Friday night at the Staples Center, Phil Jackson's Lakers stretched a three-point halftime lead into a 40-point blowout of the Clippers. That's not surprising.
Jackson's snide comments about the Clippers' "curse" existing only as karma for owner Donald Sterling's discriminatory housing practices and general poor execution of this whole humanity thing shouldn't be, either.
After a long hiatus from tossing rocks at the down-the-hall neighbors, Jackson lobbed some barbs at the Clippers' owner before the game.
In the wake of the Griffin season-ending injury news, Jackson was asked whether he believed in curses or hexes -- the suggestive question being whether the Clippers were, uh, cursed or hexed.
"I'm of that generation that believed in karma," Jackson said.
"If you do a good mitzvah, maybe you can eliminate some of those things. Do you think that Sterling's done enough mitzvahs to eliminate some of those? How about all those other incidents that we have on file?"
I understand the tendency to want to ascribe futility of this magnitude to something more than what happens on the court and in the boardroom. But, hey, is it possible that the Clippers have just royally screwed up the management of an NBA franchise for decades?
The team's great talents, Bob McAdoo and World B. Free and Elton Brand and Baron Davis, have been either surrounded by subpar peers or shipped out of town too soon. The best coach they ever had, Larry Brown, left after two years, as Larry Brown is wont to do. The magic of their Western Conference semifinals run in the 2005-06 season was limited to one year by injuries. The Clips have drafted Yaroslev Karolev and Michael Olowokandi, been coached by Bob Weiss and Mike Dunleavy, and generally failed to make their own luck throughout their existence. They are responsible for their failure.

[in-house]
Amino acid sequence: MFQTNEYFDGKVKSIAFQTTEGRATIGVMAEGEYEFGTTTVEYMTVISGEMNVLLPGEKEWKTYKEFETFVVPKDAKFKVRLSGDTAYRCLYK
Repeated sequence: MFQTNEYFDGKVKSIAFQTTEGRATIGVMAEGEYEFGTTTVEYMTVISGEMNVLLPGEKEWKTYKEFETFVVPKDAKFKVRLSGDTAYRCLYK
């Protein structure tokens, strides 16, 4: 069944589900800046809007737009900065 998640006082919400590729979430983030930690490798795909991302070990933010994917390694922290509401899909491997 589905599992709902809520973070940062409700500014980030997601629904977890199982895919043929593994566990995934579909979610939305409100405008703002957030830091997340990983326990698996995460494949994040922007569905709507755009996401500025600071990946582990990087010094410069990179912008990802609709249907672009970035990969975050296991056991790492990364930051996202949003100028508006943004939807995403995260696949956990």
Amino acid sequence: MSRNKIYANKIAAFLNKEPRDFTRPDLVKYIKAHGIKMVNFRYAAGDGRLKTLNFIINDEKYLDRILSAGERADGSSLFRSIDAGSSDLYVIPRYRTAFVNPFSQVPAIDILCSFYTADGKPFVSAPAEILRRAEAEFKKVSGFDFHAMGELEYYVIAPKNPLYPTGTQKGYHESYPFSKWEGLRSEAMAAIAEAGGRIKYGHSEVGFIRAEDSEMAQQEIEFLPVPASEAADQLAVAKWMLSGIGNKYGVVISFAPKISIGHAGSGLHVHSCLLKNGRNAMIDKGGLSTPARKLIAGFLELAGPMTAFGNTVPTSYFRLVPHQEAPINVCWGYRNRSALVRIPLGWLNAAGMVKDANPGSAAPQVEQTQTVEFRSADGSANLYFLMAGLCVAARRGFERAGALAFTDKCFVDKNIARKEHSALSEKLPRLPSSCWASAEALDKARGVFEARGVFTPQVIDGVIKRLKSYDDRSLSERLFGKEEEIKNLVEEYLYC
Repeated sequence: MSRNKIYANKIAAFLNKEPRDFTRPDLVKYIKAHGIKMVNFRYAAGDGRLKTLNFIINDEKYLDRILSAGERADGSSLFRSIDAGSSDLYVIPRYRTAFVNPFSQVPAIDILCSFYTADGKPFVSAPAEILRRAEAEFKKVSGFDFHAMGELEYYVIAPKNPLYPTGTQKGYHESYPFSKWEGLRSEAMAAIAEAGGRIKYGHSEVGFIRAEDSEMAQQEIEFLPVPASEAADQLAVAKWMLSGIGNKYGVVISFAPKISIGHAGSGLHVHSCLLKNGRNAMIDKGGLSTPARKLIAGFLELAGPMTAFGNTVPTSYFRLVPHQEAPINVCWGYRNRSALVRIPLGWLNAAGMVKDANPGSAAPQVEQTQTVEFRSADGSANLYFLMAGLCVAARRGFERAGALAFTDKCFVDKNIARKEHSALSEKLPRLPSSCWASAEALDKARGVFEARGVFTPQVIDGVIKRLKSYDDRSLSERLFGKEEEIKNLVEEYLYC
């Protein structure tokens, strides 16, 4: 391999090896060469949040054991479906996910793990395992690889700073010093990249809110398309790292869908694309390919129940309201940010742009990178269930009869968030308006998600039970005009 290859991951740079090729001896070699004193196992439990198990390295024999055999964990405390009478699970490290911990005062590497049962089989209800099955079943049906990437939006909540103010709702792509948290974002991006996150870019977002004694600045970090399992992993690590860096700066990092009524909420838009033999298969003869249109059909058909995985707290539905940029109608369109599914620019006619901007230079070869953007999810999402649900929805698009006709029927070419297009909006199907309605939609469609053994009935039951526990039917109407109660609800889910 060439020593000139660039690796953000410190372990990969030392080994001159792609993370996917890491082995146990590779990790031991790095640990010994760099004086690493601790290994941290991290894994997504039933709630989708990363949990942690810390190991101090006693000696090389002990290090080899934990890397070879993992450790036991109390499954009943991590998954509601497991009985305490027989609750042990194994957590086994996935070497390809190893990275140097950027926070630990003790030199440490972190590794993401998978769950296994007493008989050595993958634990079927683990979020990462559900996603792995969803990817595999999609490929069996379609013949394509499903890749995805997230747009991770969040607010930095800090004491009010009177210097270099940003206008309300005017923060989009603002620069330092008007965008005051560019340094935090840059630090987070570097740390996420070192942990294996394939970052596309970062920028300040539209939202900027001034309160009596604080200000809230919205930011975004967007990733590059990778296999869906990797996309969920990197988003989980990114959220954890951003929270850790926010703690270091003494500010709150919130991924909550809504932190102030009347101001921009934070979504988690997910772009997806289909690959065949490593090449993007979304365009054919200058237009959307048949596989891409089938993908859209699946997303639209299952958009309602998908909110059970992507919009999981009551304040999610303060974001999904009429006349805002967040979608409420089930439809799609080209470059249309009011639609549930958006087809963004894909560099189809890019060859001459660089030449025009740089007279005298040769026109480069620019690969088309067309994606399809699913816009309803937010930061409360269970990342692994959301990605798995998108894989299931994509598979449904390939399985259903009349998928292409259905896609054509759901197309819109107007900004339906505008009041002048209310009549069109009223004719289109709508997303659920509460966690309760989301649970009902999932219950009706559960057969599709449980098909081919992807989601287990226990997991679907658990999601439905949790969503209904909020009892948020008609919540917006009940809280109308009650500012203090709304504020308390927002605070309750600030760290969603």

The horrific injuries to Blake Griffin and Shaun Livingston, those unpredictable shocks, can be used to construct a loose narrative of a curse, connected to buried bones of Native Americans by amateur conspiracy theorists. Or they can be viewed, rightly, as freak accidents that have nothing to do with previous events.
The idea that there is a connection between what Sterling does and how his team performs need not require karma. Sterling has owned the Clippers for almost thirty years. He has been responsible for many of the hirings and firings the team has made. He is, thus, responsible for the Clippers' fortunes on the court because of decisions he made, directly or indirectly, about the on-court Clippers.
Karma's got nothing to do with that. But Phil Jackson can feel free to haughtily claim a high-minded belief that Sterling's ugly personal behavior has brought down the universe's judgment on his team. It's more fun than plainly stating the Clippers have been bad and unlucky, no?
This post originally appeared on the Sporting Blog. For more, see The Sporting Blog Archives.